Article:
In this well-conceived book, the author demonstrates unforgettably that national borders constitute much more than lines on...

ALL THE AGENTS AND SAINTS

DISPATCHES FROM THE U.S. BORDERLANDS

An exploration of the borderlands that deftly mixes memoir, groundbreaking sociology, deep reporting, and compelling writing.

A child of the parched Texas-Mexico border, Elizondo Griest (Mexican Enough: My Life Between the Borderlines, 2008, etc.) found herself teaching on a Mohawk Indian reservation that straddled the frigid New York state–Canadian border. At first, the author could not perceive any significant similarities between the two border experiences other than the deep roots of Catholicism. However, as the months passed, she began to realize the commonalities between borderlands shot through with poverty, cruelty by law enforcement agencies, language wars, environmental degradation, poor schools, ill health, drug smuggling, human trafficking, and extraordinarily high death tolls, including suicides. As Elizondo Griest documents the plight of border occupants, she struggles with defining herself within her mixed-race background. She has thought of herself as a mix of Tejana, Chicana, and Latina, but people outside her family usually viewed her as a gringa due to her unusually light skin and blue eyes. But as she began to understand, the borderland existence is the most defining factor of all. Portions of the author’s findings as a reporter are graphic, especially as she chronicles her travels with law enforcement officers to retrieve rotting bodies of Mexicans who died trying to cross rugged territory in Texas or Arizona to establish a life in the U.S. Perhaps the most revelatory portions of the book are the sections about the already existing wall on stretches of the U.S.–Mexico border, barriers predating the rise of Donald Trump. The chapters about the Mohawk struggles are quite likely to seem revelatory, too, given the dearth of national journalism coverage of that region.

In this well-conceived book, the author demonstrates unforgettably that national borders constitute much more than lines on a map.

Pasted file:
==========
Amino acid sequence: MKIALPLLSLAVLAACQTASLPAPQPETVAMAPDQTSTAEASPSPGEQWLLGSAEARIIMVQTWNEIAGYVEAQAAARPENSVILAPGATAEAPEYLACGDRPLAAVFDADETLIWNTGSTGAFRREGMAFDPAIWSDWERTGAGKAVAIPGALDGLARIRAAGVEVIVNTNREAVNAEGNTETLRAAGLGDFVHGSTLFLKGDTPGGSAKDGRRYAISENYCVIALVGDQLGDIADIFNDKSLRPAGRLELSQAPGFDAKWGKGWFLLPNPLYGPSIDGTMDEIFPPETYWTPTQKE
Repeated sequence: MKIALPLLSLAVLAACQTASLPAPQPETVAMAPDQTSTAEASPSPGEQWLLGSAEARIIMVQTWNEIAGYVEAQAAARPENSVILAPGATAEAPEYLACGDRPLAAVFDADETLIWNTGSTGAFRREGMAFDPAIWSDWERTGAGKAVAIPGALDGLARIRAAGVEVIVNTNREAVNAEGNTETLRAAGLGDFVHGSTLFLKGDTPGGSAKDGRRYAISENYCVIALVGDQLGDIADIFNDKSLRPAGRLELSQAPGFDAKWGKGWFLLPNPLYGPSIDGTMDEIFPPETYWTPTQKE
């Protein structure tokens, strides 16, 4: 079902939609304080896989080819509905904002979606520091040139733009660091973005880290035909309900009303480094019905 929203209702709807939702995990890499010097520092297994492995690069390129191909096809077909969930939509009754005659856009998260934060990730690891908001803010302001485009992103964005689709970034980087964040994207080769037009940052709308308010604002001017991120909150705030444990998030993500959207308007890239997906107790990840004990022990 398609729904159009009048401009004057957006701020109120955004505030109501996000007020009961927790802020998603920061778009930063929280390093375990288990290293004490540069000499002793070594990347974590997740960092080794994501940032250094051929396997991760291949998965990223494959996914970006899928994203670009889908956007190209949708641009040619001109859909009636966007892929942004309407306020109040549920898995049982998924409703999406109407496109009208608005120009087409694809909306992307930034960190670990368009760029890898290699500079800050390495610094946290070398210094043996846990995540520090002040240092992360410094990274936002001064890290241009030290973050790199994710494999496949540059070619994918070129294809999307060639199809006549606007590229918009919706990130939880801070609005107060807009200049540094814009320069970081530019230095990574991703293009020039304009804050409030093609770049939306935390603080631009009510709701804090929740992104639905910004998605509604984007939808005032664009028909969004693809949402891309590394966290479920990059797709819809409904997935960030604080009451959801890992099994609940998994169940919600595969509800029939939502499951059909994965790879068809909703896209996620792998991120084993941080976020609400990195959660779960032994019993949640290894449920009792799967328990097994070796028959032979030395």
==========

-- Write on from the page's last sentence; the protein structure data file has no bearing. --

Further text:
Pub Date: July 10, 2017

ISBN: 978-1-4696-3159-2

Page Count: 312

Publisher: Univ. of North Carolina

Review Posted Online: April 17, 2017

Kirkus Reviews Issue: May 1, 2017

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Stricter than, say, Bergen Evans or W3 ("disinterested" means impartial — period), Strunk is in the last analysis...

THE ELEMENTS OF STYLE

50TH ANNIVERSARY EDITION

Privately published by Strunk of Cornell in 1918 and revised by his student E. B. White in 1959, that "little book" is back again with more White updatings.

Stricter than, say, Bergen Evans or W3 ("disinterested" means impartial — period), Strunk is in the last analysis (whoops — "A bankrupt expression") a unique guide (which means "without like or equal").

Pub Date: May 15, 1972

ISBN: 0205632645

Page Count: 105

Publisher: Macmillan

Review Posted Online: Oct. 28, 2011

Kirkus Reviews Issue: May 1, 1972

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WHAT A WONDERFUL WORLD

A LIFETIME OF RECORDINGS

Noted jazz and pop record producer Thiele offers a chatty autobiography. Aided by record-business colleague Golden, Thiele traces his career from his start as a ``pubescent, novice jazz record producer'' in the 1940s through the '50s, when he headed Coral, Dot, and Roulette Records, and the '60s, when he worked for ABC and ran the famous Impulse! jazz label. At Coral, Thiele championed the work of ``hillbilly'' singer Buddy Holly, although the only sessions he produced with Holly were marred by saccharine strings. The producer specialized in more mainstream popsters like the irrepressibly perky Teresa Brewer (who later became his fourth wife) and the bubble-machine muzak-meister Lawrence Welk. At Dot, Thiele was instrumental in recording Jack Kerouac's famous beat- generation ramblings to jazz accompaniment (recordings that Dot's president found ``pornographic''), while also overseeing a steady stream of pop hits. He then moved to the Mafia-controlled Roulette label, where he observed the ``silk-suited, pinky-ringed'' entourage who frequented the label's offices. Incredibly, however, Thiele remembers the famously hard-nosed Morris Levy, who ran the label and was eventually convicted of extortion, as ``one of the kindest, most warm-hearted, and classiest music men I have ever known.'' At ABC/Impulse!, Thiele oversaw the classic recordings of John Coltrane, although he is the first to admit that Coltrane essentially produced his own sessions. Like many producers of the day, Thiele participated in the ownership of publishing rights to some of the songs he recorded; he makes no apology for this practice, which he calls ``entirely appropriate and without any ethical conflicts.'' A pleasant, if not exactly riveting, memoir that will be of most interest to those with a thirst for cocktail-hour stories of the record biz. (25 halftones, not seen)

Pub Date: May 1, 1995

ISBN: 0-19-508629-4

Page Count: 224

Publisher: Oxford Univ.

Review Posted Online: May 20, 2010

Kirkus Reviews Issue: March 1, 1995

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